Presentation Title

Virginia Woolf’s To the Lighthouse: An Escape from the Gendered Mind

Start Date

November 2016

End Date

November 2016

Location

MSE 113

Type of Presentation

Oral Talk

Abstract

Paul Brown argues that men’s minds are intrinsically individualized and “separate,” whereas women’s are more definable in the context of togetherness and community. Brown maintains these differences are obvious in Virginia Woolf’s To the Lighthouse, and certainly we find this distinction in Woolf’s portraits of Mr. and Mrs. Ramsay. But Woolf does more than delineate Victorian gender norms and more than suggest that gender shapes the processes of the human mind. She also challenges the validity of these norms. Mr. Ramsay exhibits a ‘masculine’ intelligence, one absorbed by a personal interest in philosophy, art, and science. Mrs. Ramsay’s socially-oriented “feminine” intelligence focuses on etiquette and on an awareness of the Other. Mr. Ramsay’s antagonism towards his wife’s lack of a “masculine” perspective highlights the tension that arises from the Victorian assumption of male superiority. Woolf undermines this gender norm most aggressively when she indicates the feminine intellect may be the preferred one. Such a conclusion, grafted onto Blakey Vermeule’s theory that a socially-oriented mind has an evolutionary advantage, led me to examine the role of Woolf’s Lily Briscoe more closely. Like Mrs. Ramsay, Lily operates with a socially-oriented intelligence, but Lily has a more individualized, artistic intelligence as well. In Lily, Woolf has given us a mind encompassing both artistic and social competence, independent of the gendered mind, balancing both masculine and feminine intellects--thus making a case not for the superiority of one over another, but, rather, for the superiority of a combination of both.

This document is currently not available here.

Share

COinS
 
Nov 12th, 2:00 PM Nov 12th, 2:15 PM

Virginia Woolf’s To the Lighthouse: An Escape from the Gendered Mind

MSE 113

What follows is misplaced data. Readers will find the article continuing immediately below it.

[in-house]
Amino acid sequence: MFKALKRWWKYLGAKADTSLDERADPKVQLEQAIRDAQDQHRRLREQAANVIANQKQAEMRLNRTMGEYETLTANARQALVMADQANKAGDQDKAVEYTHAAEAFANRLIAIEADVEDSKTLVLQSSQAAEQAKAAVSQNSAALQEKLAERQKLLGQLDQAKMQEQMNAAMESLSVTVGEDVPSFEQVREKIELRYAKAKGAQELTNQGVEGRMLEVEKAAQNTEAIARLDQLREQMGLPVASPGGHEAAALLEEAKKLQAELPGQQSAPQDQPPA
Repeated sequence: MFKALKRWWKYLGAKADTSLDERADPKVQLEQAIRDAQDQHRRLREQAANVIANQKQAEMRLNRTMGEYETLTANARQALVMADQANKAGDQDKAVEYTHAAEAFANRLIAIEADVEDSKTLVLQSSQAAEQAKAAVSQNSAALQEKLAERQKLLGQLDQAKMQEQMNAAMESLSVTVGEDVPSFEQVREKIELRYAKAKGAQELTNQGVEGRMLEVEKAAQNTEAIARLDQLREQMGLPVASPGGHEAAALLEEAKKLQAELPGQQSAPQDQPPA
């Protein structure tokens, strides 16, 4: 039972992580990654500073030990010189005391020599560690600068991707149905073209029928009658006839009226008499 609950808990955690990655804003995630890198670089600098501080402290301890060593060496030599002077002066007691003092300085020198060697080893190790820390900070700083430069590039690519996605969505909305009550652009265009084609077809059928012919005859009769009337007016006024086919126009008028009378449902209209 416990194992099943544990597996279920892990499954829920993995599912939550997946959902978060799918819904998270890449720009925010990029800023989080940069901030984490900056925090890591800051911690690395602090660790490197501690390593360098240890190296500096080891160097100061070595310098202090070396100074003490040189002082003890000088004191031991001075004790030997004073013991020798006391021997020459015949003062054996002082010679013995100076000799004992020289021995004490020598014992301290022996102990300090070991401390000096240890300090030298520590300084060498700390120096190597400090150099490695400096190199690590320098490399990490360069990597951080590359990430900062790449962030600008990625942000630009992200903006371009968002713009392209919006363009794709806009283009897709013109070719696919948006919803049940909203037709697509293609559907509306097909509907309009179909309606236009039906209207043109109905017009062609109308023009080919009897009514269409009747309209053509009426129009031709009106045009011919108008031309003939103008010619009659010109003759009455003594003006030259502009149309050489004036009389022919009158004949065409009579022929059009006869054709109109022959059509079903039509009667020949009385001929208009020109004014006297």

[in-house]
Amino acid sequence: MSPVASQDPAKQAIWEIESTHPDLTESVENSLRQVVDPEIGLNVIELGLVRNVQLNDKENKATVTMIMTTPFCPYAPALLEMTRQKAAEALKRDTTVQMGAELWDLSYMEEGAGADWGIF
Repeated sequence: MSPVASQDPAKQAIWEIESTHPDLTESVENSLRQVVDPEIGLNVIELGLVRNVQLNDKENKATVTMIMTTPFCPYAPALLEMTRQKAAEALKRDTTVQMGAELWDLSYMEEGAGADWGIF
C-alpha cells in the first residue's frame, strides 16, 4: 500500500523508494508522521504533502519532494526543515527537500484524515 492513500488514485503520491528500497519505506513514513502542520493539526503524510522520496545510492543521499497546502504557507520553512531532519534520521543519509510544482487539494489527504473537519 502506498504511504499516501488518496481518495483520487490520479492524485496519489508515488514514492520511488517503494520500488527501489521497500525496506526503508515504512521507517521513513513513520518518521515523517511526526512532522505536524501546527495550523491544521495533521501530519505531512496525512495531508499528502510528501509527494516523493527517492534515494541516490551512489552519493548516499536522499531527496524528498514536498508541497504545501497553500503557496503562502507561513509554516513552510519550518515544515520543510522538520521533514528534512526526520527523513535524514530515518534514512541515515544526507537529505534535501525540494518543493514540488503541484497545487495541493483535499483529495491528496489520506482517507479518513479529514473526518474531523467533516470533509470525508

Paul Brown argues that men’s minds are intrinsically individualized and “separate,” whereas women’s are more definable in the context of togetherness and community. Brown maintains these differences are obvious in Virginia Woolf’s To the Lighthouse, and certainly we find this distinction in Woolf’s portraits of Mr. and Mrs. Ramsay. But Woolf does more than delineate Victorian gender norms and more than suggest that gender shapes the processes of the human mind. She also challenges the validity of these norms. Mr. Ramsay exhibits a ‘masculine’ intelligence, one absorbed by a personal interest in philosophy, art, and science. Mrs. Ramsay’s socially-oriented “feminine” intelligence focuses on etiquette and on an awareness of the Other. Mr. Ramsay’s antagonism towards his wife’s lack of a “masculine” perspective highlights the tension that arises from the Victorian assumption of male superiority. Woolf undermines this gender norm most aggressively when she indicates the feminine intellect may be the preferred one. Such a conclusion, grafted onto Blakey Vermeule’s theory that a socially-oriented mind has an evolutionary advantage, led me to examine the role of Woolf’s Lily Briscoe more closely. Like Mrs. Ramsay, Lily operates with a socially-oriented intelligence, but Lily has a more individualized, artistic intelligence as well. In Lily, Woolf has given us a mind encompassing both artistic and social competence, independent of the gendered mind, balancing both masculine and feminine intellects--thus making a case not for the superiority of one over another, but, rather, for the superiority of a combination of both.